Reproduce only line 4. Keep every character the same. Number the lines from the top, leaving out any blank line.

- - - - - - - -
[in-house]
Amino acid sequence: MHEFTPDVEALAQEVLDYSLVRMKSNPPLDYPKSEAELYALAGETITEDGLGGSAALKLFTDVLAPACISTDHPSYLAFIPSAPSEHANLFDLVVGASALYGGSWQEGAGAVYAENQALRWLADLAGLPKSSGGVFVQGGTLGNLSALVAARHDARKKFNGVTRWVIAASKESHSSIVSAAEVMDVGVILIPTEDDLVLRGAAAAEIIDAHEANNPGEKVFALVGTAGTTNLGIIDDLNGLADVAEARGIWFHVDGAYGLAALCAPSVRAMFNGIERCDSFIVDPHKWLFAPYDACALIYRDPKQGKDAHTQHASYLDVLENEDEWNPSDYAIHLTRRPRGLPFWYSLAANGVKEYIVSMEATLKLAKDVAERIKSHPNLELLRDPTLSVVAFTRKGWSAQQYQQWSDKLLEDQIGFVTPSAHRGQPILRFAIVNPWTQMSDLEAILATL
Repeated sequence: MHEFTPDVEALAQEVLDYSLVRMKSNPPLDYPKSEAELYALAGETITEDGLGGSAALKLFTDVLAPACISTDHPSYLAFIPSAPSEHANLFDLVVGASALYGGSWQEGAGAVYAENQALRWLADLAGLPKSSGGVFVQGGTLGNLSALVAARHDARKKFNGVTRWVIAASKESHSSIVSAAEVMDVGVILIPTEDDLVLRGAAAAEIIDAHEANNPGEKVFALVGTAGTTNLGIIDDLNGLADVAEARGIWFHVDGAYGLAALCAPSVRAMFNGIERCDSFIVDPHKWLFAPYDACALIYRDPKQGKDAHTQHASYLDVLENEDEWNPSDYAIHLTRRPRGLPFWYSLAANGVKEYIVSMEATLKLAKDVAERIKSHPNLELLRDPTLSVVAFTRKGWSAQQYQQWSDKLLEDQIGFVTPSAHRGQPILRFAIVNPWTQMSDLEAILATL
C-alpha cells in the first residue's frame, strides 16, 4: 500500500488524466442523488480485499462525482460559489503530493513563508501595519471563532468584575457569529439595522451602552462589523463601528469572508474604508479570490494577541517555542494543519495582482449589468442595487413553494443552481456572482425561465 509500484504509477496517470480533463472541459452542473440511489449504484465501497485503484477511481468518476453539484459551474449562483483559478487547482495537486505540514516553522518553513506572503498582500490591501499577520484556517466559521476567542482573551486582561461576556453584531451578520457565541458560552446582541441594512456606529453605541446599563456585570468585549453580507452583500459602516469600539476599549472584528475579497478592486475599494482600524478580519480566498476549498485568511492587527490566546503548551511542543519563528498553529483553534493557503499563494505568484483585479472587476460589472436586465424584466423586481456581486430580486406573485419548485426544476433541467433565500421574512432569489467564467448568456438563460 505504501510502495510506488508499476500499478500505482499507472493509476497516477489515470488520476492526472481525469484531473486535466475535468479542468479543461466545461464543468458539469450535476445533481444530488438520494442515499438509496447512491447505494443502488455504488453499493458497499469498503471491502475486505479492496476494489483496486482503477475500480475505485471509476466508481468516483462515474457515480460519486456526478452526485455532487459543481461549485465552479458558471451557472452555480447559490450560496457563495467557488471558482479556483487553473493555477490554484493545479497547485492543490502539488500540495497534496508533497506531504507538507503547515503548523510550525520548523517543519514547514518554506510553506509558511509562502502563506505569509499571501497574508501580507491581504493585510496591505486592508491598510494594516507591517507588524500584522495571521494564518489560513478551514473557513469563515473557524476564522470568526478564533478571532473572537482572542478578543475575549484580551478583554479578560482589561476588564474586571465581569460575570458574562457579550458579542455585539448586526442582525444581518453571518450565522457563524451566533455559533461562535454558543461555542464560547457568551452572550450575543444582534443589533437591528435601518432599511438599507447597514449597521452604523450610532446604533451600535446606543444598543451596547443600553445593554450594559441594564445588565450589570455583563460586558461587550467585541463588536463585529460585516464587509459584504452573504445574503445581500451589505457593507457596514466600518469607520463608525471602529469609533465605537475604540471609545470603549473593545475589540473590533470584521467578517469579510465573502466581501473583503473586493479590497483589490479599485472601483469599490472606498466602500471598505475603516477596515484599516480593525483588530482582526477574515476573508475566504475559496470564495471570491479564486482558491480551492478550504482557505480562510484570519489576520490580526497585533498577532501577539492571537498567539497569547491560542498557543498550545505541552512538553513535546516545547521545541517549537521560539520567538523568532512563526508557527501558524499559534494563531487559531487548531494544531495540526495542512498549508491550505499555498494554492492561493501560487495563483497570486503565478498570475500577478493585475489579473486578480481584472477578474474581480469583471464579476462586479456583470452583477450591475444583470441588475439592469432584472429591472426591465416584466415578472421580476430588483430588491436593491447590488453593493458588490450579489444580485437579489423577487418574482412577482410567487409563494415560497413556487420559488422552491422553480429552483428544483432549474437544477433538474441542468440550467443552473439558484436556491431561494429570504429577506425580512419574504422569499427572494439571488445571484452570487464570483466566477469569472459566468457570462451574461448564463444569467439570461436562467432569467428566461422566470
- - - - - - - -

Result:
C-alpha cells in the first residue's frame, strides 16, 4: 500500500488524466442523488480485499462525482460559489503530493513563508501595519471563532468584575457569529439595522451602552462589523463601528469572508474604508479570490494577541517555542494543519495582482449589468442595487413553494443552481456572482425561465 509500484504509477496517470480533463472541459452542473440511489449504484465501497485503484477511481468518476453539484459551474449562483483559478487547482495537486505540514516553522518553513506572503498582500490591501499577520484556517466559521476567542482573551486582561461576556453584531451578520457565541458560552446582541441594512456606529453605541446599563456585570468585549453580507452583500459602516469600539476599549472584528475579497478592486475599494482600524478580519480566498476549498485568511492587527490566546503548551511542543519563528498553529483553534493557503499563494505568484483585479472587476460589472436586465424584466423586481456581486430580486406573485419548485426544476433541467433565500421574512432569489467564467448568456438563460 505504501510502495510506488508499476500499478500505482499507472493509476497516477489515470488520476492526472481525469484531473486535466475535468479542468479543461466545461464543468458539469450535476445533481444530488438520494442515499438509496447512491447505494443502488455504488453499493458497499469498503471491502475486505479492496476494489483496486482503477475500480475505485471509476466508481468516483462515474457515480460519486456526478452526485455532487459543481461549485465552479458558471451557472452555480447559490450560496457563495467557488471558482479556483487553473493555477490554484493545479497547485492543490502539488500540495497534496508533497506531504507538507503547515503548523510550525520548523517543519514547514518554506510553506509558511509562502502563506505569509499571501497574508501580507491581504493585510496591505486592508491598510494594516507591517507588524500584522495571521494564518489560513478551514473557513469563515473557524476564522470568526478564533478571532473572537482572542478578543475575549484580551478583554479578560482589561476588564474586571465581569460575570458574562457579550458579542455585539448586526442582525444581518453571518450565522457563524451566533455559533461562535454558543461555542464560547457568551452572550450575543444582534443589533437591528435601518432599511438599507447597514449597521452604523450610532446604533451600535446606543444598543451596547443600553445593554450594559441594564445588565450589570455583563460586558461587550467585541463588536463585529460585516464587509459584504452573504445574503445581500451589505457593507457596514466600518469607520463608525471602529469609533465605537475604540471609545470603549473593545475589540473590533470584521467578517469579510465573502466581501473583503473586493479590497483589490479599485472601483469599490472606498466602500471598505475603516477596515484599516480593525483588530482582526477574515476573508475566504475559496470564495471570491479564486482558491480551492478550504482557505480562510484570519489576520490580526497585533498577532501577539492571537498567539497569547491560542498557543498550545505541552512538553513535546516545547521545541517549537521560539520567538523568532512563526508557527501558524499559534494563531487559531487548531494544531495540526495542512498549508491550505499555498494554492492561493501560487495563483497570486503565478498570475500577478493585475489579473486578480481584472477578474474581480469583471464579476462586479456583470452583477450591475444583470441588475439592469432584472429591472426591465416584466415578472421580476430588483430588491436593491447590488453593493458588490450579489444580485437579489423577487418574482412577482410567487409563494415560497413556487420559488422552491422553480429552483428544483432549474437544477433538474441542468440550467443552473439558484436556491431561494429570504429577506425580512419574504422569499427572494439571488445571484452570487464570483466566477469569472459566468457570462451574461448564463444569467439570461436562467432569467428566461422566470